If this is the narrative of the government, the future is not difficult to imagine. It’s more of us living alone than ever before – still shuffling off to work when we’re 70, needing a job to pay for the doctor. A strong community provides a bulwark against moving alone through life in an age of extreme self-reliance and individualism, where the government has retreated.
But how equipped are we at forming strong communities? Like more and more of my peers I don’t want to live an atomised, “bad neighbour” existence anymore. Maybe it’s getting older. Or maybe in the block parties of Brooklyn and the kindness of neighbours, I’ve seen how fun and fulfilling it can be. I want to belong, to know my neighbours. I want to be greeted and greet.
But what happens when you move to a community where you feel – at least initially – the differences more than the similarities, where there is an obvious and unequal distribution of wealth and opportunity?
I’ve been in my new neighbourhood three weeks now and am struggling to connect. I have moved to one of the most notorious drug dealer and sex worker strips in Australia. I walk to work in the dark, about 5.30am, and it’s like running the gauntlet through Hades. Girls with young bodies and old faces on the street corners looking for sex work, guys buying drugs, people in the rain with their shirts unbuttoned, screaming to a lamp post. Homeless men asleep on the footpath, clutching roast chickens. Horrible dudes driving past and throwing eggs at the girls. Arguments don’t so much drift out of the apartments as provide a soundtrack to this daily loop of bottoming out. All day, every day, and right through the night.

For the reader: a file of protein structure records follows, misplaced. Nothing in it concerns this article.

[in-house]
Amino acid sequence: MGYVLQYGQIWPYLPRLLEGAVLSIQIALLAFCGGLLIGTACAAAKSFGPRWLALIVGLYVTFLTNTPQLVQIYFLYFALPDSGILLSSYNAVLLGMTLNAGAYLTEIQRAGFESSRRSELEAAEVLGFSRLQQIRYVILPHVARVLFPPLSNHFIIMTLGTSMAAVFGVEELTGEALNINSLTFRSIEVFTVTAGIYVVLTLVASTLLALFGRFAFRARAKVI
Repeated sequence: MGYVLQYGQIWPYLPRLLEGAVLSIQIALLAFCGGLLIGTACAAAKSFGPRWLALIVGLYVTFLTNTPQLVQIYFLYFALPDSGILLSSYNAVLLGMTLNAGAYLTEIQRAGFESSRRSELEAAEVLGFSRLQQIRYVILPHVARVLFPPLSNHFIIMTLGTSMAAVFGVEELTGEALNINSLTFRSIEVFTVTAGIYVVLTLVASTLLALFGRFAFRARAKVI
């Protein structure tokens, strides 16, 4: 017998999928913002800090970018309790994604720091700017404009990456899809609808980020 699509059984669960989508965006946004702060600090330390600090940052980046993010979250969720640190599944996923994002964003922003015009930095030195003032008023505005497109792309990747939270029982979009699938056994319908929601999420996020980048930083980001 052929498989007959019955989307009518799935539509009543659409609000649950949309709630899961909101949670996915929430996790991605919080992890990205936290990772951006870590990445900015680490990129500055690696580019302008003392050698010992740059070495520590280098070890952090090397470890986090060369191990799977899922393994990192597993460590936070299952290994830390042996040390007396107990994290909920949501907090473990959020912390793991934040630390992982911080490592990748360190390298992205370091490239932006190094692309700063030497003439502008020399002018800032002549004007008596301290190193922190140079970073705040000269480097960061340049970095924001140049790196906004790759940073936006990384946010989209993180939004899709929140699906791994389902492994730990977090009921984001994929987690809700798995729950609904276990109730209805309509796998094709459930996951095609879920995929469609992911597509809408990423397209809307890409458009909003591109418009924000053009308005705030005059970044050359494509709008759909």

How tempting it is to move to a quieter place, the housing equivalent of a golf club or book group. Somewhere self-selecting where not a lot of heavy lifting has to be done when it comes to the business of fitting in.
But that would be a mistake.
London School of Economics professor Richard Sennett says in his book Together that he considers “co-operation between people from differing backgrounds to be key to a thriving community and social life”. Sennett identified an us-against-them ethos in communities where there wasn’t a mix of backgrounds. He writes of his fear of “losing the skills of co-operation needed to make a complex society work”.
A friend who works in public housing speaks with pride about how the communities in Melbourne with skyrocketing land value – such as Kensington and Fitzroy – also have a high percentage of social and public housing tenants. “In a knowledge economy like ours, the thing that makes us most successful is openness. The challenge for people coming into these communities is to connect.”
This article was first published in the print edition of The Saturday Paper on May 3, 2014 as "These are the people in your neighbourhood". Subscribe here.